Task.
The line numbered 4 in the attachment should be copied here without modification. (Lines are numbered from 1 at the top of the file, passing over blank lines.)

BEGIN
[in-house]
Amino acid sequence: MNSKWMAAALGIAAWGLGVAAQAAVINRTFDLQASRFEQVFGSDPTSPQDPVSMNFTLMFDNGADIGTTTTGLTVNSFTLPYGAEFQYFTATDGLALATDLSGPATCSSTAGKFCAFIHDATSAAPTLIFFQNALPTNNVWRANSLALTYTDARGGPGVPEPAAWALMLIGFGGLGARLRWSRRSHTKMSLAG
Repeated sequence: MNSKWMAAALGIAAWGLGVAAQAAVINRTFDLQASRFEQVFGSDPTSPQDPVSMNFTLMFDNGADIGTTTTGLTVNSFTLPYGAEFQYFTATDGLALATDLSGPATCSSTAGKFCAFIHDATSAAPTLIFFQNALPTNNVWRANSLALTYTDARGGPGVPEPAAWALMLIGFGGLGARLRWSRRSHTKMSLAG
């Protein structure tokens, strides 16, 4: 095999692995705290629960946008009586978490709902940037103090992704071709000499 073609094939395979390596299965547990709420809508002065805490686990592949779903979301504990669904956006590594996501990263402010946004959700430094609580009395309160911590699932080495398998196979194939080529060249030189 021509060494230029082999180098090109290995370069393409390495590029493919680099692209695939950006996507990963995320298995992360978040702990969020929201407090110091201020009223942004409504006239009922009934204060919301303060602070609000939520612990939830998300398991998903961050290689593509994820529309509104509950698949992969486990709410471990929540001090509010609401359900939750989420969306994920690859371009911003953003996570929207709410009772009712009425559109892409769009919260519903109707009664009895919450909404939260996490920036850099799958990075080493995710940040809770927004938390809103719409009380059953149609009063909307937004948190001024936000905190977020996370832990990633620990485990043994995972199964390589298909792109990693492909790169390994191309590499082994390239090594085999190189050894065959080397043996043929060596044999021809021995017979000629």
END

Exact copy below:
């Protein structure tokens, strides 16, 4: 095999692995705290629960946008009586978490709902940037103090992704071709000499 073609094939395979390596299965547990709420809508002065805490686990592949779903979301504990669904956006590594996501990263402010946004959700430094609580009395309160911590699932080495398998196979194939080529060249030189 021509060494230029082999180098090109290995370069393409390495590029493919680099692209695939950006996507990963995320298995992360978040702990969020929201407090110091201020009223942004409504006239009922009934204060919301303060602070609000939520612990939830998300398991998903961050290689593509994820529309509104509950698949992969486990709410471990929540001090509010609401359900939750989420969306994920690859371009911003953003996570929207709410009772009712009425559109892409769009919260519903109707009664009895919450909404939260996490920036850099799958990075080493995710940040809770927004938390809103719409009380059953149609009063909307937004948190001024936000905190977020996370832990990633620990485990043994995972199964390589298909792109990693492909790169390994191309590499082994390239090594085999190189050894065959080397043996043929060596044999021809021995017979000629």